Ikon II
Nickolay GOLOVANOV (1891-1958) Our Father Op. 9 No. 3 [3:41]
Pavel CHESNOKOV (1877-1944) Salvation is created Op. 25, No 5 [2:47];Let my prayer arise Op 24 No 6 [6:09];Let thy good spirit Op. 25 No 10 [2:13];Bless the Lord, O my soul [2:42];Rejoice in the Lord, O you righteous Op. 25 No 6 [2:07];All of creation rejoices in you Op. 15 No 11 [3:39];We have no other help Op. 25 No 8 [2:11]
Aleksandr GRECHANINOV (1864-1956) Of thy mystical supper Op. 58 No 7 [5:09]
Konstantin SHVEDOV (1886-1954) The Cherubic Hymn Op. 13 [4:49];
The Thrice-Holy Op. 7 [3:14]
Pyotr TCHAIKOVSKY (1840-1893) Come, let us worship - from Op. 41 [2:15]
Victor KALINNIKOV (1870-1927) Come, let us worship Op 11 [1:04]; We hymn thee Op. 7 [1:31];Rejoice, O Virgin Op. 17 [1:10];We hymn thee Op. 2 [1:49]
Nikolay TOLSTIAKOV (1883-1958) Bless the Lord, O my soul Op 1, No 1 [3:16]
Nikolai RIMSKY-KORSAKOV (1844-1908) Our Father Op. 22 No 7 [2:01]
Sergei RACHMANINOV (1873-1943) Rejoice, O Virgin Op. 37 No 6 [3:09]
Mili BALAKIREV (1837-1910) Let all mortal flesh keep silence [5:17]
Aleksandr KASTALSKY (1856-1926) Radiant Light Op. 73 [2:51]
César CUI (1835-1918) Song of the Most Holy Theotokos (Magnificat) [8:17]
Holst Singers/Stephen Layton
rec. 8-11 January, 2010, All Hallows, Gospel Oak, London DDD
Russian texts (transliterated) and English translations included
HYPERION CDA67756 [71:35]
This is follow-up to the same artists’ excellent and stimulating disc entitled Ikon (CDA66928). A long time has elapsed since that first CD, which was made as far back as 1996, and which I acquired at the time. The content of the first programme was rather different from what’s on offer this time around. The original recital included pieces by Tchaikovsky and a couple by Grechaninov but for the most part more modern composers such as Georgy Sviridov (b. 1915), Arvo Pärt and Henryk Górecki took the compositional honours. This time Stephen Layton has chosen a good deal of music by composers who were linked to Moscow’s Synodal School of Church Singing and whose musical output was primarily - and in some cases exclusively - liturgical. He’s interspersed their music with liturgical pieces by some of the major Russian composers, best known for their secular output.
The offerings by Rachmaninov - a well-known excerpt from his All Night Vigil - and Tchaikovsky will be familiar to many collectors. For the rest, however, I suspect that few people other than specialist collectors - and members of the Orthodox Church - will know this music. It’s fascinating to hear liturgical works by composers such as Rimsky - his setting of The Lord’s Prayer is simple, direct and touching. And what a contrast between this sincere small-scale piece and the vibrantly colourful orchestral scores of his to which we’re so accustomed! Cui’s Magnificat, which closes the programme, is a fascinating work. The music is elaborate and dramatic by comparison with much of the remainder of the programme. Ivan Moody suggests in his most interesting notes that the piece has more of the concert hall than the church about it. It’s an ambitious and impressive composition.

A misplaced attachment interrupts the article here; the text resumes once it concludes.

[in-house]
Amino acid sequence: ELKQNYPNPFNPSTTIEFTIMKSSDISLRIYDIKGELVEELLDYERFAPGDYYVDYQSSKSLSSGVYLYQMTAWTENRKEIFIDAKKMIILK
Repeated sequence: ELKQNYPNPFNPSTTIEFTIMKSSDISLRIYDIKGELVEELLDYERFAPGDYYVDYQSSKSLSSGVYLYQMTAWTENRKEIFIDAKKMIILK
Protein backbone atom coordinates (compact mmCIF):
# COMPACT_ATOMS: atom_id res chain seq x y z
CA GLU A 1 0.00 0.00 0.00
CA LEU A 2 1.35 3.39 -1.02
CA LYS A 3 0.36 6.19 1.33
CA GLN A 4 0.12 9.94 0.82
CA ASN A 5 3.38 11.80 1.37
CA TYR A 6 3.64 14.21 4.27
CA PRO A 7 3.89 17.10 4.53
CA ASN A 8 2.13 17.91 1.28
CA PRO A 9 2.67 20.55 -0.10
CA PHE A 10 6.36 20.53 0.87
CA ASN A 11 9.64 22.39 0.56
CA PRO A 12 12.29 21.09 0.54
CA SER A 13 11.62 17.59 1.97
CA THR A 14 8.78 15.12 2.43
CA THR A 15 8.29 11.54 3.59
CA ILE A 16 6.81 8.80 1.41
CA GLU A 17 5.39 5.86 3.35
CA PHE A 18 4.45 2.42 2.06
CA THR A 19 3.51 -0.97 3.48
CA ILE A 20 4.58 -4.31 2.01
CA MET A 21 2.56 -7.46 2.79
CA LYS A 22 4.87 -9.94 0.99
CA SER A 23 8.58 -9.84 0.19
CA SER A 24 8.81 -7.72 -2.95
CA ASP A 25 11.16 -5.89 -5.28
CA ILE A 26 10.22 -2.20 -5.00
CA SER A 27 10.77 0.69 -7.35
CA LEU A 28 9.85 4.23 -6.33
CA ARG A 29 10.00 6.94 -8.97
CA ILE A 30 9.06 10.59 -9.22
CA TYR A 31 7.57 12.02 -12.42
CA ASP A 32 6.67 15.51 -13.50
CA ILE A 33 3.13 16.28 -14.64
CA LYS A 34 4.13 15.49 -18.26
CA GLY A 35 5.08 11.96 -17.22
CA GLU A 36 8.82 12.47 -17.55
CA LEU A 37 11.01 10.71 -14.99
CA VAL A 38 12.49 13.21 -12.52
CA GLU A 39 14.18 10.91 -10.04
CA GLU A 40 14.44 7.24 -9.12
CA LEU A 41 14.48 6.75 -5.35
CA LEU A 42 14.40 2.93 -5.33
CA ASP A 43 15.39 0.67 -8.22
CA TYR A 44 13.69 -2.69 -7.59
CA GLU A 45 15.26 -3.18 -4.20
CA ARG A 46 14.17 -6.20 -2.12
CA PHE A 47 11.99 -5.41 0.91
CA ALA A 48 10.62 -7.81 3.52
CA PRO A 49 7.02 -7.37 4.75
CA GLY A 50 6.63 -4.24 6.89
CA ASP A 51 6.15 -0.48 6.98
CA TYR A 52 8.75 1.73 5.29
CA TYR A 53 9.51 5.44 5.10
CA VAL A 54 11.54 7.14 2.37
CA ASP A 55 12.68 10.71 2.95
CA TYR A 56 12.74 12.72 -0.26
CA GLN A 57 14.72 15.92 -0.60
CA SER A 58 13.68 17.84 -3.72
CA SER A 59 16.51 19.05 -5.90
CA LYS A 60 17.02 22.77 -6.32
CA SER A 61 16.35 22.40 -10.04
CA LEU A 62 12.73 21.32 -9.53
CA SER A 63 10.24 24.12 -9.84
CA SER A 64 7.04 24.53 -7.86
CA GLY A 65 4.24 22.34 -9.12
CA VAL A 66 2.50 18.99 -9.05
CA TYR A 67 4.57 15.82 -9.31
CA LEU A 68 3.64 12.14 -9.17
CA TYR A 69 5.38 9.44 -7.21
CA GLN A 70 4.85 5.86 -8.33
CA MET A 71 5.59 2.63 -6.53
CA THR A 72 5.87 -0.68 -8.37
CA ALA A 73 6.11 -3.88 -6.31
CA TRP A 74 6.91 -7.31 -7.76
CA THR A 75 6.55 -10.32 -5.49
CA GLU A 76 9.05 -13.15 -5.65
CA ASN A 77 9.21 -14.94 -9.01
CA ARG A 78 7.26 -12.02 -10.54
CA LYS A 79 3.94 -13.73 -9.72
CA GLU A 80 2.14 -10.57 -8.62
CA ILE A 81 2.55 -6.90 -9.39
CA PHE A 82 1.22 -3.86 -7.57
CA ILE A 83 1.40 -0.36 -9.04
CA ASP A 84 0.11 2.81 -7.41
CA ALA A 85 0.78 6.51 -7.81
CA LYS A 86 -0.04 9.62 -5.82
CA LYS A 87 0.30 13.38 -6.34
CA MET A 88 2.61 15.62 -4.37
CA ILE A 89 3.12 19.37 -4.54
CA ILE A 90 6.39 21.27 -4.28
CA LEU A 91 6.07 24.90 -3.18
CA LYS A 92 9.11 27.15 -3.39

I freely confess that I’ve not even heard of several of the composers represented here, let alone heard their music. I have come across Grechaninov’s music before, most notably his moving Passion Week (review). Here, Layton and his choir offer his Of thy mystical supper, a very beautiful setting of the communion hymn for Holy Thursday. This is very devotional music and the Holst Singers do it really well, their performance culminating in rapt singing of the repeated word ‘Aliluiya’ at the end.
Pavel Chesnokov is represented by several pieces. The melodic interest in Let my prayer arise is given to an alto solo - in this performance all the altos of the choir sing the line. Layton’s altos respond with fervent singing while the rest of the choir surround their line with dark-hued choral textures. All of the Chesnokov pieces in this programme are beautifully crafted and receive polished performances.
It may be objected that an English choir can’t match the Slavonic timbres but I must say that the Holst Singers do a very convincing job throughout, It’s some forty years since I acquired a smattering of Russian - now largely forgotten - so I can’t claim any real degree of expertise with the language but it sounds to me as if their Russian pronunciation is good. There can be no complaints about the tone they produce - still less about the sheer quality of the singing. And while no doubt a Russian choir would produce even more authentic-sounding performances - though perhaps not so skilled and sensitive - I don’t feel in the slightest short-changed by the singing on offer here. To see what I mean sample Kalinnikov’s Rejoice, O Virgin (‘Bogoroditse Devo’) and hear how the choir’s deep, tolling bass voices underpin the choral textures magnificently.
The most celebrated piece on the programme is Rachmaninov’s wonderful setting of the selfsame text. Layton and his singers deliver a wonderful, rapt account of this music, which they build to a majestic climax.
This is largely music that’s off the beaten track as far as most Western collectors will be concerned. But, unfamiliar as it may be it’s also very rewarding to hear. The quality of the music is high and the quality of the performances is, if anything, higher still. Stephen Layton has obviously prepared his fine choir superbly for this assignment and they deliver superb, sonorous and idiomatic performances. The Hyperion engineers have played a full part by capturing the singing in atmospheric, clear sound.
John Quinn
Unfamiliar but very rewarding music in superb, sonorous and idiomatic performances.